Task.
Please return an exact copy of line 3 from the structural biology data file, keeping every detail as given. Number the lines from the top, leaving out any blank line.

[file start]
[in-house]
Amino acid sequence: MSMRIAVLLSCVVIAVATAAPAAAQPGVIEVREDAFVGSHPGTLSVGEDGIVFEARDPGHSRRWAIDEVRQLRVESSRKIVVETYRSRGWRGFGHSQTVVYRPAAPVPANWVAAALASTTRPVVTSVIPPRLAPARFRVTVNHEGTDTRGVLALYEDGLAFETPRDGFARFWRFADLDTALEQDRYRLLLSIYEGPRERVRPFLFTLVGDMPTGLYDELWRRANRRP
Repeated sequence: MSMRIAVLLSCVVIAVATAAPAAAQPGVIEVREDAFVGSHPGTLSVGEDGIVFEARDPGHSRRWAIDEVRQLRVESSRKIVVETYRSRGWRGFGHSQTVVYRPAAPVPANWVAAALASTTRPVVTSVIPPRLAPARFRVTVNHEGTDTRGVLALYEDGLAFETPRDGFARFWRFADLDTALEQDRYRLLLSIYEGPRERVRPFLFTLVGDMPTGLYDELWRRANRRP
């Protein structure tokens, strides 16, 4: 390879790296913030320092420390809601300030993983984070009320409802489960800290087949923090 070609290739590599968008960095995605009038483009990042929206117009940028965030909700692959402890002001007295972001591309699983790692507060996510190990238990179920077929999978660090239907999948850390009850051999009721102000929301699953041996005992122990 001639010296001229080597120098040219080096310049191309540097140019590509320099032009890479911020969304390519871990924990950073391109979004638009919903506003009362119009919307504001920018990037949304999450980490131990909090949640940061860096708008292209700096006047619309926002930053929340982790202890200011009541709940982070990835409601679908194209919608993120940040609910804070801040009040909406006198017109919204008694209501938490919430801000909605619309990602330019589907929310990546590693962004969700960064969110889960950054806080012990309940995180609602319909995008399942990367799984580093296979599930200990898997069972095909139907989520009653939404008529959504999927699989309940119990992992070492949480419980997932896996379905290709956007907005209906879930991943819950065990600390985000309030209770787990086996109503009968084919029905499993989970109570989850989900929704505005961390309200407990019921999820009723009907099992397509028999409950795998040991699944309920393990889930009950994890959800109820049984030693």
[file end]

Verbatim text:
Repeated sequence: MSMRIAVLLSCVVIAVATAAPAAAQPGVIEVREDAFVGSHPGTLSVGEDGIVFEARDPGHSRRWAIDEVRQLRVESSRKIVVETYRSRGWRGFGHSQTVVYRPAAPVPANWVAAALASTTRPVVTSVIPPRLAPARFRVTVNHEGTDTRGVLALYEDGLAFETPRDGFARFWRFADLDTALEQDRYRLLLSIYEGPRERVRPFLFTLVGDMPTGLYDELWRRANRRP